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Baucus Pushes for Coordinated Plan to Address U.S.-China Trade Imbalance, Help Create American Jobs
Finance Chairman Proposes Strategy to Redefine America’s Approach to China
Washington, DC – Senate Finance Committee Chairman Max Baucus (D-Mont.) convened a hearing today with Commerce Secretary Gary Locke and United States Trade Representative (USTR) Ronald Kirk to examine the U.S.-China trade relationship. Baucus pressed Locke and Kirk to develop objective, measurable benchmarks and timelines to reduce the U.S.-China trade imbalance and ensure China eliminates unscientific barriers to U.S. agriculture exports, enforces and protects American intellectual property rights and suspends China’s practices favoring home-grown, or “indigenous,” innovation that discriminate against American companies.
“China’s discrimination against American companies, barriers to world-class U.S. exports, infringement of U.S. intellectual property rights and improper subsidization of its own exports create a significant trade imbalance that is costing American jobs and impairing our recovery here at home,” Baucus said. “The United States must develop and implement a comprehensive, coordinated strategy to ensure that persistent economic and trade problems do not fall through the cracks. It is time to hold China accountable to its international obligations and ensure American businesses are competitive in the global economy.”
Baucus stressed to Locke and Kirk the need for a comprehensive, administration-wide strategy to aggressively tackle U.S.-China economic and trade issues.
Today’s hearing was the second in a series the Finance Committee is holding to examine the U.S.-China economic relationship. At a June 10 hearing with Treasury Secretary Timothy Geithner, Baucus pushed Geithner to produce measurable results and laid out a four-pronged strategy to rethink U.S.-China trade and economic relations:
- Formulate a coordinated, comprehensive U.S.-China economic strategy led by the White House.
- Work multilaterally with key trading partners to make it clear to China that the world is watching and is united in its concern about China’s currency misalignment, ineffective protection and enforcement of intellectual property rights and industrial policies favoring home-grown, or “indigenous,” innovation.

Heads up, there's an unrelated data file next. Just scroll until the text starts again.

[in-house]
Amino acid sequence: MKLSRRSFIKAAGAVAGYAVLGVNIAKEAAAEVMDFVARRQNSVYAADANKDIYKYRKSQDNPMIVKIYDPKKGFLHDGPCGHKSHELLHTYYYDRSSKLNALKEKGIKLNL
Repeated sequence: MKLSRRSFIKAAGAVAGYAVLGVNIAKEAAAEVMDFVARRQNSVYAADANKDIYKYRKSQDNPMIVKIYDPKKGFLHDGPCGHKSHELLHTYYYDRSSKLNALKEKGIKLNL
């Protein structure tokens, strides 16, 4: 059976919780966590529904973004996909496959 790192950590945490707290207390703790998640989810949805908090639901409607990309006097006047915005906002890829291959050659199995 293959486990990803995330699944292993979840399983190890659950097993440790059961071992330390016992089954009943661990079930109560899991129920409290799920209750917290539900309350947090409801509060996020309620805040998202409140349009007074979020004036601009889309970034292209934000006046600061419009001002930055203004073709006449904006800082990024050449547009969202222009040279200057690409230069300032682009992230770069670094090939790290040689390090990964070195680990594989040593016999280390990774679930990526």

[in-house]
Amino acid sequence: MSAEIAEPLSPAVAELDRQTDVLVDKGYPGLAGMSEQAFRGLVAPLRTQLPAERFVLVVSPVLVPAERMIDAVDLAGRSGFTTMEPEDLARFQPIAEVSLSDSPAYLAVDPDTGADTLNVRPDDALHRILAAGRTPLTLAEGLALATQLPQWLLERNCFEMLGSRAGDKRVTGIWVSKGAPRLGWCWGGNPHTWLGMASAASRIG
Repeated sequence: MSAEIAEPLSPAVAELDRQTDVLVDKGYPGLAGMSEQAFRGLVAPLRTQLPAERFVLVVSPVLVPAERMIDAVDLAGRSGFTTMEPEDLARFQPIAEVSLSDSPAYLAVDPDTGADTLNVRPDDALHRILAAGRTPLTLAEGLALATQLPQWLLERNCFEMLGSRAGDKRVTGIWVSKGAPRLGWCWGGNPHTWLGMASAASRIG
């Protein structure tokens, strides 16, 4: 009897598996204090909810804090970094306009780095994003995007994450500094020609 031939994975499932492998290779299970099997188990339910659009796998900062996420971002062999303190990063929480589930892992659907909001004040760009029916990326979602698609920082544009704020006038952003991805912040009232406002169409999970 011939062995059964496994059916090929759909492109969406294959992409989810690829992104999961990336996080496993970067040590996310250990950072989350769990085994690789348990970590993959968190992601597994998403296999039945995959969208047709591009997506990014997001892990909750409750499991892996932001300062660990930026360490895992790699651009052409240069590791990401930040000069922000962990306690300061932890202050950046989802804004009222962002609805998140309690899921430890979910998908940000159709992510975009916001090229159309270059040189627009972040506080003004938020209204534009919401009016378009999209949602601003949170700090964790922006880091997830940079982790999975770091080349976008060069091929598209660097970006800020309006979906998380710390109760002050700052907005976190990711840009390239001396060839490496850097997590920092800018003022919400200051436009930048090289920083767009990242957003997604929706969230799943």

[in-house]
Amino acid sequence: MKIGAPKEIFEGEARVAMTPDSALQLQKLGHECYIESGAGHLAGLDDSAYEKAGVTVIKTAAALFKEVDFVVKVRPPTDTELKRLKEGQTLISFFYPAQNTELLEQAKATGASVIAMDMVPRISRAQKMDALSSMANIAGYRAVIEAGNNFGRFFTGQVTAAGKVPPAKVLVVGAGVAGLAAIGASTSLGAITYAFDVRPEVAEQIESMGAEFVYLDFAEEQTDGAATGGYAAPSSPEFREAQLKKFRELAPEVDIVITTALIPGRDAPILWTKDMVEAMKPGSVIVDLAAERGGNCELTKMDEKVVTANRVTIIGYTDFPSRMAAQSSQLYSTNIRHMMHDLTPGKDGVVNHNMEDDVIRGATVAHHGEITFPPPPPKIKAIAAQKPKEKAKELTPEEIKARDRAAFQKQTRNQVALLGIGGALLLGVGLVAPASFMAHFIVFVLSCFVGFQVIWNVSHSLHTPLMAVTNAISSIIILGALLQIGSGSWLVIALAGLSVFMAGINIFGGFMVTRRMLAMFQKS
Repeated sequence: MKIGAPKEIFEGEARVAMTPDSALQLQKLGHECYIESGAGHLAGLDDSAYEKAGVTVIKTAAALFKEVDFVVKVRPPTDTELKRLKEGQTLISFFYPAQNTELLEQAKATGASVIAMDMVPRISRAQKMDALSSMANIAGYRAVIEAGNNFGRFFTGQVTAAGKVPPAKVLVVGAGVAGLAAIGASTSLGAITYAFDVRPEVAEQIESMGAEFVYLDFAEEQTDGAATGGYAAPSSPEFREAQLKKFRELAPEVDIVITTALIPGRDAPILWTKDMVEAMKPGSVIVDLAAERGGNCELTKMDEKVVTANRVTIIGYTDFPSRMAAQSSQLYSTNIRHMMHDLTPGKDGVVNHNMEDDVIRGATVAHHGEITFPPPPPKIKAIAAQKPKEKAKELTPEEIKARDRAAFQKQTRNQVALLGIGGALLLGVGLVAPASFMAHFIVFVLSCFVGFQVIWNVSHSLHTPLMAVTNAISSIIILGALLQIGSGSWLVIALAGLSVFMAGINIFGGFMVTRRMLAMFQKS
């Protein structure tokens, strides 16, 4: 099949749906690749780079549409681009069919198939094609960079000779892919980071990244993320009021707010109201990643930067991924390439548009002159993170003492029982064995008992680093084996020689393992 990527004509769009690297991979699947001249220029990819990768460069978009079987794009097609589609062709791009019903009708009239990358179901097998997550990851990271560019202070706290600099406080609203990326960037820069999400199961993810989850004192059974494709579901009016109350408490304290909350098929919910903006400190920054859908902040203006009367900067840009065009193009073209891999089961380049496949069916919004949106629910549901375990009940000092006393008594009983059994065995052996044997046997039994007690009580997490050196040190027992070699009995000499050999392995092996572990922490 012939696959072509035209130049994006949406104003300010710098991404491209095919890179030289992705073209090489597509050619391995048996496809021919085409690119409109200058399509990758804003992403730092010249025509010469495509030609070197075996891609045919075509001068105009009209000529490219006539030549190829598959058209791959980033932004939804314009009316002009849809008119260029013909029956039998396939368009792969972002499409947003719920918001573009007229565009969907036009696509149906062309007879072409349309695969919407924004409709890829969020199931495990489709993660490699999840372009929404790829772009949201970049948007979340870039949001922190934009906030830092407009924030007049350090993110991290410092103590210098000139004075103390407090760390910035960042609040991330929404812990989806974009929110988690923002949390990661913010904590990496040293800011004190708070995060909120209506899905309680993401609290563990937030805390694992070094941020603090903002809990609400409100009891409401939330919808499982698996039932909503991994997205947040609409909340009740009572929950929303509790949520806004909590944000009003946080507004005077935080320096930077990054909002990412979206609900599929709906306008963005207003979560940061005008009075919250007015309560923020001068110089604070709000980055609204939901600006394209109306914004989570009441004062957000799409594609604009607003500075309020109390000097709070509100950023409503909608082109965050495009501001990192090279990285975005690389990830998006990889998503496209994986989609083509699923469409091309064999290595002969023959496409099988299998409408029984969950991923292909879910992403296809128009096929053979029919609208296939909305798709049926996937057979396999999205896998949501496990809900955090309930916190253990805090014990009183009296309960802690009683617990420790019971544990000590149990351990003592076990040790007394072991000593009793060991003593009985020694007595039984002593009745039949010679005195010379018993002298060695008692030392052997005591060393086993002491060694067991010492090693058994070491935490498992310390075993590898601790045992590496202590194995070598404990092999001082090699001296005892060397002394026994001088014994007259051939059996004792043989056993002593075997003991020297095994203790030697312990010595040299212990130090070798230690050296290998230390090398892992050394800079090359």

- Pursue recourse with the tools offered by international institutions such as the International Monetary Fund and World Trade Organization (WTO), where effective, and where these tools are not adequate, work to strengthen them.
- Take strong unilateral action when necessary.
Baucus made clear to Kirk and Locke today that USTR and Commerce are crucial to ensuring the success of this strategy. As part of Baucus’s strategy to effectively utilize the tools offered by international institutions, Baucus urged Kirk to consider carefully whether USTR should file additional WTO cases to ensure that China adheres to its WTO commitments. He also pressed USTR to take aggressive action to suspend China’s indigenous innovation policy and dismantle Chinese barriers to U.S. agricultural products and other exports. And he urged Commerce to apply U.S. antidumping and countervailing duty laws to dumped and subsidized Chinese imports.
Last week, China announced steps to appreciate its currency. While Baucus welcomed the move as a first step, he stated that the appreciation must be meaningful. At today’s hearing he urged Commerce to carefully consider whether China’s currency practices constitute an improper subsidy under U.S. law. Baucus announced he will work with members of the Finance Committee to take aggressive action in the coming weeks to address China’s currency manipulation and ensure the Administration has the resources it needs to fight intellectual property piracy.
Opening statements and full video footage of today’s hearing may viewed on the Finance Committee website here: http://www.finance.senate.gov/sitepages/hearings.htm.
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